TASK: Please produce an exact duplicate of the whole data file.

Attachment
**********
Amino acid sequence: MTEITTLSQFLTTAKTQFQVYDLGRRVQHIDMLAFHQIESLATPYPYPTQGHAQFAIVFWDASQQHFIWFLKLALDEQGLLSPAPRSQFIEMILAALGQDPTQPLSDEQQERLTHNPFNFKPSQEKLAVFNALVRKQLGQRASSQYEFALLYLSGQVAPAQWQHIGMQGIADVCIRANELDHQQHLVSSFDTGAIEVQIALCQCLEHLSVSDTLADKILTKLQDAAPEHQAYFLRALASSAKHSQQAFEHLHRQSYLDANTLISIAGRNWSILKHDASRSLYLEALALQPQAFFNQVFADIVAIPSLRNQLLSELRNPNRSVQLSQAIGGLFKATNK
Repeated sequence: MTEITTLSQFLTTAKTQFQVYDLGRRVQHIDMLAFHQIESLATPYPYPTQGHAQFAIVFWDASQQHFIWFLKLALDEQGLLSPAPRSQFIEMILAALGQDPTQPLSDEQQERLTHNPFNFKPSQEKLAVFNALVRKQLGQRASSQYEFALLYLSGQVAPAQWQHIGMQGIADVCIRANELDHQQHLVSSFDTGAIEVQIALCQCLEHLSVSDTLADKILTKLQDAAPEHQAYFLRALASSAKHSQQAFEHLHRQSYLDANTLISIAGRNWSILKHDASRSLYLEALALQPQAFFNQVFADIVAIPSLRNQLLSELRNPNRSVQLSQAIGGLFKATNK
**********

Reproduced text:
Amino acid sequence: MTEITTLSQFLTTAKTQFQVYDLGRRVQHIDMLAFHQIESLATPYPYPTQGHAQFAIVFWDASQQHFIWFLKLALDEQGLLSPAPRSQFIEMILAALGQDPTQPLSDEQQERLTHNPFNFKPSQEKLAVFNALVRKQLGQRASSQYEFALLYLSGQVAPAQWQHIGMQGIADVCIRANELDHQQHLVSSFDTGAIEVQIALCQCLEHLSVSDTLADKILTKLQDAAPEHQAYFLRALASSAKHSQQAFEHLHRQSYLDANTLISIAGRNWSILKHDASRSLYLEALALQPQAFFNQVFADIVAIPSLRNQLLSELRNPNRSVQLSQAIGGLFKATNK
Repeated sequence: MTEITTLSQFLTTAKTQFQVYDLGRRVQHIDMLAFHQIESLATPYPYPTQGHAQFAIVFWDASQQHFIWFLKLALDEQGLLSPAPRSQFIEMILAALGQDPTQPLSDEQQERLTHNPFNFKPSQEKLAVFNALVRKQLGQRASSQYEFALLYLSGQVAPAQWQHIGMQGIADVCIRANELDHQQHLVSSFDTGAIEVQIALCQCLEHLSVSDTLADKILTKLQDAAPEHQAYFLRALASSAKHSQQAFEHLHRQSYLDANTLISIAGRNWSILKHDASRSLYLEALALQPQAFFNQVFADIVAIPSLRNQLLSELRNPNRSVQLSQAIGGLFKATNK